Al-Ahram, a newspaper the Egyptian government owns, reported 13 men who were convicted of “debauchery” and “forming a network for homosexual acts” received suspended sentences of three years in prison and were fined $281.69 (5,000 Egyptian pounds) on Sunday. Three additional men who were found guilty of the same charges received identical sentences on Tuesday.
Al-Ahram reported police raided an apartment near Cairo’s Ramses Square in September and arrested several men who were in “indecent positions.” The newspaper said prosecutors alleged those who were arrested “had solicited other men for sex in return for money.”
“The defendants denied being homosexuals,” reported al-Ahram. “The prosecution ordered that the suspects be subjected to medical examinations to determine if they had committed homosexual acts.”
Al-Ahram reported the 16 men have been released on bail and can appeal their sentences.
Dozens of LGBT Egyptians arrested since September
The men were sentenced more than two months after authorities arrested at least seven people who waived a rainbow flag during a Cairo concert that featured Mashrou’ Leila, a Lebanese rock band. Al-Ahram said “a number of young men who had frequented” the apartment that was raided in September raised the flag at the concert.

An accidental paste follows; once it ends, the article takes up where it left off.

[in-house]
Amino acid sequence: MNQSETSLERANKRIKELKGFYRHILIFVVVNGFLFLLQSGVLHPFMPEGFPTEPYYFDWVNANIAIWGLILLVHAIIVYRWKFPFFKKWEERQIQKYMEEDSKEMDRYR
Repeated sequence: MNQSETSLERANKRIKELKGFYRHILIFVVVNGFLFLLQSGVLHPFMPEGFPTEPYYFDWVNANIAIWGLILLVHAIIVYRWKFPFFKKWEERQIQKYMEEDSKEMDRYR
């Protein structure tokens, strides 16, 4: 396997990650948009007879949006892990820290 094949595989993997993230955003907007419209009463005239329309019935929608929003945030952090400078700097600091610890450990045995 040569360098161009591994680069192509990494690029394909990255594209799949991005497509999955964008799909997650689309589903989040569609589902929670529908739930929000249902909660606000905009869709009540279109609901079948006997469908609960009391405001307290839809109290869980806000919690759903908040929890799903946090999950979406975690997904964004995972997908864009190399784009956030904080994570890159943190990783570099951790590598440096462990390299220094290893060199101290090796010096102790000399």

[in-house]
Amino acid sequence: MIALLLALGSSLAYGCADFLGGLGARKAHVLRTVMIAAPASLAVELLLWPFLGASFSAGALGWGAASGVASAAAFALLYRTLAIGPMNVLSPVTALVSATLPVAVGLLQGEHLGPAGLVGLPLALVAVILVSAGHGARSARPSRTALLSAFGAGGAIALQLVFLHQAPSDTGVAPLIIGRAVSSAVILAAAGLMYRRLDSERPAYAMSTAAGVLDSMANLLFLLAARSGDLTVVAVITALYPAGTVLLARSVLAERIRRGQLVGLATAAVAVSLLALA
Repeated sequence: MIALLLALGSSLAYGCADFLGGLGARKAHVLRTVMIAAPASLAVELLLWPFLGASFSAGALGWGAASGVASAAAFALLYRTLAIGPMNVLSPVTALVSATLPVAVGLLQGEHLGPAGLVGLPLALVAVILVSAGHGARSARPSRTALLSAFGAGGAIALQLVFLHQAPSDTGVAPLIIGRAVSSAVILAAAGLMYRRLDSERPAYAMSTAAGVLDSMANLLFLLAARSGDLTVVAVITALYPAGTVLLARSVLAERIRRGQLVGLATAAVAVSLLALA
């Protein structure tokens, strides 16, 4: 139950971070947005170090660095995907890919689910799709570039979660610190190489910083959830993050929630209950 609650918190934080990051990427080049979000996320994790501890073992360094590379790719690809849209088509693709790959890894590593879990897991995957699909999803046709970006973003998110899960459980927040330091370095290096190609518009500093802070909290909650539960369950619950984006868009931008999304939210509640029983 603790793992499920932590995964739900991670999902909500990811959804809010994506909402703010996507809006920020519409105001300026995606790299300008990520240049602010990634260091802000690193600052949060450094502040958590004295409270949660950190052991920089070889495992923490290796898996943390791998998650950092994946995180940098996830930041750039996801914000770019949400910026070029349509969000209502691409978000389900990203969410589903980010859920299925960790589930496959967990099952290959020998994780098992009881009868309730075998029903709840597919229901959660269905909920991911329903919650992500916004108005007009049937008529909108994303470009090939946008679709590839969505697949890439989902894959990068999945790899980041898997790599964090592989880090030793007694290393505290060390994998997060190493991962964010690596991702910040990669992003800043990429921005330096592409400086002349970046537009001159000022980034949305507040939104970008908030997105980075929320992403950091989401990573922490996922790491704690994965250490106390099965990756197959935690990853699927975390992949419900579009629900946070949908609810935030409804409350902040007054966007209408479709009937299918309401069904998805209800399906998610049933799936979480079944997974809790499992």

Amnesty International and the Human Rights Campaign have said dozens of LGBT Egyptians have been arrested since September. The introduction of a bill in the Egyptian Parliament that would criminalize the country’s LGBT community sparked outrage around the world.
State Department spokesperson Heather Nauert told the Blade last month the U.S. is “concerned by reports of detentions and arrests of LGBTI persons in Egypt.” A State Department official reiterated this point on Tuesday.
“We are concerned by reports of arrests of LGBTI persons in Egypt,” the official told the Blade.
House Minority Leader Nancy Pelosi (D-Calif.) on Nov. 1 urged Egyptian House of Representatives Speaker Ali Abdel Aal Sayyed Ahmed to publicly condemn the criminalization bill and the broader anti-LGBT crackdown.
President Trump has yet to publicly comment on the crackdown. The State Department official with whom the Blade spoke on Tuesday did not say whether Secretary of State Rex Tillerson has specifically raised it with the Egyptian government.
“We urge countries to uphold and respect their international human rights obligations and commitments,” said the official. “The United States will continue to engage on issues of universal human rights and democracy.”The 16 men convicted of “debauchery” and “forming a network for homosexual acts” were sentenced days after militants with an affiliate of the so-called Islamic State killed 305 people at a mosque in Bir al-Abed, a town that is located in the northern Sinai Peninsula. The massacre is the deadliest terrorist attack in modern Egyptian history.